Last night on WFAA Channel 8, reporter Brett Shipp aired a one-on-one interview with a retired Dallas business executive living in Santa Fe saying that Dallas schools chief Mike Miles needs to be whacked. I'm not accusing Shipp or the former businessman, J. McDonald Williams, of expressing anything ... More >>
Last night, WFAA's Brett Shipp released the latest in what's becoming a series of investigative pieces on the administration of Dallas ISD Superintendent Mike Miles. "For the third time in less that two months, a DISD internal investigation has uncovered alleged wrongdoing by a top district adminis ... More >>
Follow-up question: Will he survive?
Typically, a $219,700 contract aimed at boosting parent engagement would sail past Dallas ISD's Board of Trustees with barely a murmur. It represents, after all, a vanishingly small speck of the district's $1.2 billion budget, and its goal -- getting parents involved in their children's education -- ... More >>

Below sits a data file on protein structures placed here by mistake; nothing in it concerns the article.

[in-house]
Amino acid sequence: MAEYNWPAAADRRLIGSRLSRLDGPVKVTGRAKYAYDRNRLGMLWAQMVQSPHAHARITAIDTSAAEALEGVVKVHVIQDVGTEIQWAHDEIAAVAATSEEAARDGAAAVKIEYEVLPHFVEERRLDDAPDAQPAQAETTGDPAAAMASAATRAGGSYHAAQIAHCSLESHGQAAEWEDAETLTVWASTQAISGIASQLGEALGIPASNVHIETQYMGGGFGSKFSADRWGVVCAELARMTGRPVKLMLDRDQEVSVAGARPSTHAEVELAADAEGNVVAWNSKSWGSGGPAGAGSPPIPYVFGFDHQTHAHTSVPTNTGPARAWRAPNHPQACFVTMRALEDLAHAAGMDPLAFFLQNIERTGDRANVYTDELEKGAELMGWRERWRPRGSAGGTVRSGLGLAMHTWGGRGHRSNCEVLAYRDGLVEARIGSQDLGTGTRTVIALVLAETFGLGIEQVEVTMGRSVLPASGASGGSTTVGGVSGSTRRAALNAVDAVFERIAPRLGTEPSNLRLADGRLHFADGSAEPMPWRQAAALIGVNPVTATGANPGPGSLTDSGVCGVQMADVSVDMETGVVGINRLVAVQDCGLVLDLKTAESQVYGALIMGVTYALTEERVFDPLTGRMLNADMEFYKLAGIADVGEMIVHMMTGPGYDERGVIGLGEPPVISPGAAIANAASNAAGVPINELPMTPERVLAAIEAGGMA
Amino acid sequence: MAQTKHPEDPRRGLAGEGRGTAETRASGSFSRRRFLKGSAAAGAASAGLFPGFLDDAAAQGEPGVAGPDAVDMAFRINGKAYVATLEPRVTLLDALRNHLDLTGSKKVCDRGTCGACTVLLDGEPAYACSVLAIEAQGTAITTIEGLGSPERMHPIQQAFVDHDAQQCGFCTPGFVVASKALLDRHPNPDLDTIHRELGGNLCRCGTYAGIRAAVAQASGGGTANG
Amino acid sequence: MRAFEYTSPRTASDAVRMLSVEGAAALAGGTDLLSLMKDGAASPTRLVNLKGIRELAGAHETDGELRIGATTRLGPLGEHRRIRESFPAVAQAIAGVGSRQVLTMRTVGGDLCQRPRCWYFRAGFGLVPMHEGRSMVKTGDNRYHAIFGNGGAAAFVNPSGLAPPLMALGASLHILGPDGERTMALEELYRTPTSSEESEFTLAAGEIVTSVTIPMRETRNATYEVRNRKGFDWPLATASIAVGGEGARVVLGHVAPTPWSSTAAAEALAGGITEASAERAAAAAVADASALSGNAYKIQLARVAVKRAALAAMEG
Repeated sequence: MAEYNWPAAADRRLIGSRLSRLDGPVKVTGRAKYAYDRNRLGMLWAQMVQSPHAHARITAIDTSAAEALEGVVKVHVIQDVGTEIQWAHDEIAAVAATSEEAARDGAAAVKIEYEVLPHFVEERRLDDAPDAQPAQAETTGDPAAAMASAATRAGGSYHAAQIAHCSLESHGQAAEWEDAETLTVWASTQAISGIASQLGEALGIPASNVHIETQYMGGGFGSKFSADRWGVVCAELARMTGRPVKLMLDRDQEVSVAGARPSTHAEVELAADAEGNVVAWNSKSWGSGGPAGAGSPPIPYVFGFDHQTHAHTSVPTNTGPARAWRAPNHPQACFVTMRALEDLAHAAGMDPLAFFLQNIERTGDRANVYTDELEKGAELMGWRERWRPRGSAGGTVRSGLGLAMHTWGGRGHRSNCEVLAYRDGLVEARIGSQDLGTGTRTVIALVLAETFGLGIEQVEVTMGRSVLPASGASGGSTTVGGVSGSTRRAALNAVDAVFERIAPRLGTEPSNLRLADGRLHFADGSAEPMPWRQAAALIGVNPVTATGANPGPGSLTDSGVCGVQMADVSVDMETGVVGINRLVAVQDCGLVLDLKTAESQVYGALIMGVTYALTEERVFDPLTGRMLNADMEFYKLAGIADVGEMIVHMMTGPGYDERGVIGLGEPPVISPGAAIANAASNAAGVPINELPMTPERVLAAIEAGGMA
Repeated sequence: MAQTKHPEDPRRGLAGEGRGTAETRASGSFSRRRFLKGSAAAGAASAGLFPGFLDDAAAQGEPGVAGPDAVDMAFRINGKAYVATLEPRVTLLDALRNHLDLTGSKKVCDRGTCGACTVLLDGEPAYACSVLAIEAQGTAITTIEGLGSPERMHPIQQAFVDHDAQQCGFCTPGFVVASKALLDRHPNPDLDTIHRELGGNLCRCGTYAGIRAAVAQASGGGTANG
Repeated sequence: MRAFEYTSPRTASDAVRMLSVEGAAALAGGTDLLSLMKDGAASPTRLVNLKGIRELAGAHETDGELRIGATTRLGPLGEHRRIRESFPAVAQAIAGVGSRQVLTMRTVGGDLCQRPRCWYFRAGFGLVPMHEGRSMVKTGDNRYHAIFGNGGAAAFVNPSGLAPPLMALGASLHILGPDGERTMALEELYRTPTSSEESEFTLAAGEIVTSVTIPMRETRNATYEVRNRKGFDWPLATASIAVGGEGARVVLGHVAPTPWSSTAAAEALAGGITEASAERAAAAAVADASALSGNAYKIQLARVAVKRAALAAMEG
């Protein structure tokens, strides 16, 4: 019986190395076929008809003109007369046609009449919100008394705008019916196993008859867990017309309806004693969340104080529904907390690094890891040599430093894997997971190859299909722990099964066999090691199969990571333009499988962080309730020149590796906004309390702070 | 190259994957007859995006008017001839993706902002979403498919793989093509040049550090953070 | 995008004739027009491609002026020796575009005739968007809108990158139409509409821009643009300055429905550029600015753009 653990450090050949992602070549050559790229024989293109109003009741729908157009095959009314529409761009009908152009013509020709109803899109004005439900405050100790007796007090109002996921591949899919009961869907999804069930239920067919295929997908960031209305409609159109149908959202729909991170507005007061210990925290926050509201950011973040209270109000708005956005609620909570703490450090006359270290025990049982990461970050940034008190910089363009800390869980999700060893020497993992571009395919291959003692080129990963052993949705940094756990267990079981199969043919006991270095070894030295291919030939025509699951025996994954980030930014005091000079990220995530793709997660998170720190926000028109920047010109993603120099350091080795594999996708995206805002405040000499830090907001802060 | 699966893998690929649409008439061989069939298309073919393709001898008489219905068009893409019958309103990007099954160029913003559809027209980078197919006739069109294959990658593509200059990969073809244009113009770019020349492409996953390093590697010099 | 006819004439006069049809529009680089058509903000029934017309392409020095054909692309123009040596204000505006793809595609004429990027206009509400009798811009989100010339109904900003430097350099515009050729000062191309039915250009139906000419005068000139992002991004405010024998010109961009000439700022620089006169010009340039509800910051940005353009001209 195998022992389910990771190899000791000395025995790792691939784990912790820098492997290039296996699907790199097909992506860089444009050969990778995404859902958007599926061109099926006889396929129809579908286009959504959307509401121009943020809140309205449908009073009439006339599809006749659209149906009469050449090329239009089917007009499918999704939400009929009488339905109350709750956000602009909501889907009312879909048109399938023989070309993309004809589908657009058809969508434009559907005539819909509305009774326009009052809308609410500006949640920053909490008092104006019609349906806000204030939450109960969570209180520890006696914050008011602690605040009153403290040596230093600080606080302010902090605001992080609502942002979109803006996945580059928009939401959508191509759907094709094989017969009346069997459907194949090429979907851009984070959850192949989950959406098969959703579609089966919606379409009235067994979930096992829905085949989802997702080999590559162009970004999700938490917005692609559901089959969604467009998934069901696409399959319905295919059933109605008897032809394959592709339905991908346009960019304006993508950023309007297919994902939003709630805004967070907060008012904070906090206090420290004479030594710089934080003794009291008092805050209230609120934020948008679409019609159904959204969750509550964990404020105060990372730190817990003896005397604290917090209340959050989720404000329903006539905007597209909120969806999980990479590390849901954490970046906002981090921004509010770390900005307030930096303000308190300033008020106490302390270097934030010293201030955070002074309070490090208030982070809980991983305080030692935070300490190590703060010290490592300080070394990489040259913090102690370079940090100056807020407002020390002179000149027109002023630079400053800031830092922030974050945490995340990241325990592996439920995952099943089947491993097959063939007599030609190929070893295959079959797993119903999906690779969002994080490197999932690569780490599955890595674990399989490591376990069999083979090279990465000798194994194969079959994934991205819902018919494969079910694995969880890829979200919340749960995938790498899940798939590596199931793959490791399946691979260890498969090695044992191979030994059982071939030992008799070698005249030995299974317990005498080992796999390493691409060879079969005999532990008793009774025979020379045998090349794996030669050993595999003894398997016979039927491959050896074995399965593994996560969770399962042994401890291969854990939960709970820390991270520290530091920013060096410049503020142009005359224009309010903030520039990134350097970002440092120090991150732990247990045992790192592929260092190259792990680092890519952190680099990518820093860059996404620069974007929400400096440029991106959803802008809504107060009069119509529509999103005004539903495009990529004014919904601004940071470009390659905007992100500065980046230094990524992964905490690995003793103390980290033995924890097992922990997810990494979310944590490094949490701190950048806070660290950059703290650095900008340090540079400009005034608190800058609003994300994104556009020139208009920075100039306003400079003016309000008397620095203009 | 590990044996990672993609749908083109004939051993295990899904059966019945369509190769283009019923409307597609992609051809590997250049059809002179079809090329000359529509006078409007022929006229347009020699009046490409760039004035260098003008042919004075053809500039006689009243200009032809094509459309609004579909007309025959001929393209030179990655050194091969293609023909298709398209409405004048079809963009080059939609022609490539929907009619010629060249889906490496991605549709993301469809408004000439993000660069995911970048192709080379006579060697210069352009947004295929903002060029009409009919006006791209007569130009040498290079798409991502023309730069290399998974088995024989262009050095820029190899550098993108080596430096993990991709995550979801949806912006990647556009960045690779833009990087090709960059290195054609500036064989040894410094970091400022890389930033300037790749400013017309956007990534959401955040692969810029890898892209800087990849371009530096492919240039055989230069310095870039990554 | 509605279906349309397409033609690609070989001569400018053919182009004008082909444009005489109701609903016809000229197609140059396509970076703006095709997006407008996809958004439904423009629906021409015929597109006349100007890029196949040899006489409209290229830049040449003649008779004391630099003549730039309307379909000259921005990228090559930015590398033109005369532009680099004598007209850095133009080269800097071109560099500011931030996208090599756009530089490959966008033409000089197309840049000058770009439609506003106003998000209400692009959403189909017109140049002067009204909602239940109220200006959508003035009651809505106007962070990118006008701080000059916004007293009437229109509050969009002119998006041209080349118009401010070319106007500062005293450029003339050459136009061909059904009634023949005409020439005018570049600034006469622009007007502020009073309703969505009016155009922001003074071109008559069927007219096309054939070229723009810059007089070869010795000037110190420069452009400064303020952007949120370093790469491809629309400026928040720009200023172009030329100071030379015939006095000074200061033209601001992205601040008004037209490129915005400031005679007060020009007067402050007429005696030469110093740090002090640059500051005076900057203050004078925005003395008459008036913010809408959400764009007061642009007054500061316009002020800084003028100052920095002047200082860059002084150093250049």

In Dallas ISD, a fight over principals, race and a slice of the pie.
On January 5, a student at Dallas ISD's Sunset High wrote a letter to his school's assistant principal. It was about his math teacher, Richard Hood. According to the student, Hood was having students in his Algebra II class memorize answers in advance of the coming Assessments of Course Performance ... More >>
Speaking of the Dallas Independent School District's doings ... No doubt you recall the ugly allegations that came out of Ebby Halliday Elementary School in the fall, stories of abuse and intimidation that resulted in principal Kamalia Cotton going to another campus (Phillis Wheatley Elementary ... More >>
The Texas Alcoholic Beverage Commission just sent along a press release in which it acknowledges that the agency's general counsel and Office of Professional Responsibility (otherwise known as Internal Affairs) are investigating Administrator Alan Steen. For what? For comments he made to the m ... More >>
Judge John Henry McBryde ruled his court like a minor despot, angering lawyers and fellow judges. Now they're lined up to depose him, and the Constitution be damned.
Julio Mercado is Dallas' brand-new DEA boss, and he's inherited kilos of trouble. His city is about to be declared a drug disaster zone, but all his narcs seem to care about is snitching on each other.